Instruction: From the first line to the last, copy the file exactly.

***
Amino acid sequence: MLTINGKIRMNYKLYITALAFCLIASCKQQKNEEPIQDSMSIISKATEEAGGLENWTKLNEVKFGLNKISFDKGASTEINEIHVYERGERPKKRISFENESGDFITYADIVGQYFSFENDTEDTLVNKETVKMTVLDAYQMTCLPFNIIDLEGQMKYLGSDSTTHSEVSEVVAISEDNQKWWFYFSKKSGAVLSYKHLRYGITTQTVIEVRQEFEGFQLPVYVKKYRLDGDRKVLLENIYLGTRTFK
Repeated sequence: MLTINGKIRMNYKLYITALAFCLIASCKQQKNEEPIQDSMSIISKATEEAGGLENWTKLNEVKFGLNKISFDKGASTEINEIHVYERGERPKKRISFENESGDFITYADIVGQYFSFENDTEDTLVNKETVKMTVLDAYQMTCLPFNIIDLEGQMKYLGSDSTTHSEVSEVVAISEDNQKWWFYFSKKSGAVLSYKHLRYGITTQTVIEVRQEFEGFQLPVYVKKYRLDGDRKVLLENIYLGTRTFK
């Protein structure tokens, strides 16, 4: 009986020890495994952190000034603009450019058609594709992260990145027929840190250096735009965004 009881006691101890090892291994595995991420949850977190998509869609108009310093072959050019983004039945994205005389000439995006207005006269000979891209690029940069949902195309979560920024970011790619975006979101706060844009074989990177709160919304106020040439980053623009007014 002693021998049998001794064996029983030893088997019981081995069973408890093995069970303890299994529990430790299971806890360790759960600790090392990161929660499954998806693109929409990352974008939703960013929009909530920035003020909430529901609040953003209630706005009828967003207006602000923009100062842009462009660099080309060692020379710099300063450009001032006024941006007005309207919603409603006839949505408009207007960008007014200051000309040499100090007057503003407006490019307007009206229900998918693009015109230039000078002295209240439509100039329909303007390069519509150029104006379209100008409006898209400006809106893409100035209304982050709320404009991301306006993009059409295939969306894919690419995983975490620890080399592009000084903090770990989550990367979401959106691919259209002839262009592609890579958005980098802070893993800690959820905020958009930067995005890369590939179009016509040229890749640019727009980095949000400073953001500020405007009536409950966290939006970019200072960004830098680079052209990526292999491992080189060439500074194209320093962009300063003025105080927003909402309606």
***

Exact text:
Amino acid sequence: MLTINGKIRMNYKLYITALAFCLIASCKQQKNEEPIQDSMSIISKATEEAGGLENWTKLNEVKFGLNKISFDKGASTEINEIHVYERGERPKKRISFENESGDFITYADIVGQYFSFENDTEDTLVNKETVKMTVLDAYQMTCLPFNIIDLEGQMKYLGSDSTTHSEVSEVVAISEDNQKWWFYFSKKSGAVLSYKHLRYGITTQTVIEVRQEFEGFQLPVYVKKYRLDGDRKVLLENIYLGTRTFK
Repeated sequence: MLTINGKIRMNYKLYITALAFCLIASCKQQKNEEPIQDSMSIISKATEEAGGLENWTKLNEVKFGLNKISFDKGASTEINEIHVYERGERPKKRISFENESGDFITYADIVGQYFSFENDTEDTLVNKETVKMTVLDAYQMTCLPFNIIDLEGQMKYLGSDSTTHSEVSEVVAISEDNQKWWFYFSKKSGAVLSYKHLRYGITTQTVIEVRQEFEGFQLPVYVKKYRLDGDRKVLLENIYLGTRTFK
């Protein structure tokens, strides 16, 4: 009986020890495994952190000034603009450019058609594709992260990145027929840190250096735009965004 009881006691101890090892291994595995991420949850977190998509869609108009310093072959050019983004039945994205005389000439995006207005006269000979891209690029940069949902195309979560920024970011790619975006979101706060844009074989990177709160919304106020040439980053623009007014 002693021998049998001794064996029983030893088997019981081995069973408890093995069970303890299994529990430790299971806890360790759960600790090392990161929660499954998806693109929409990352974008939703960013929009909530920035003020909430529901609040953003209630706005009828967003207006602000923009100062842009462009660099080309060692020379710099300063450009001032006024941006007005309207919603409603006839949505408009207007960008007014200051000309040499100090007057503003407006490019307007009206229900998918693009015109230039000078002295209240439509100039329909303007390069519509150029104006379209100008409006898209400006809106893409100035209304982050709320404009991301306006993009059409295939969306894919690419995983975490620890080399592009000084903090770990989550990367979401959106691919259209002839262009592609890579958005980098802070893993800690959820905020958009930067995005890369590939179009016509040229890749640019727009980095949000400073953001500020405007009536409950966290939006970019200072960004830098680079052209990526292999491992080189060439500074194209320093962009300063003025105080927003909402309606």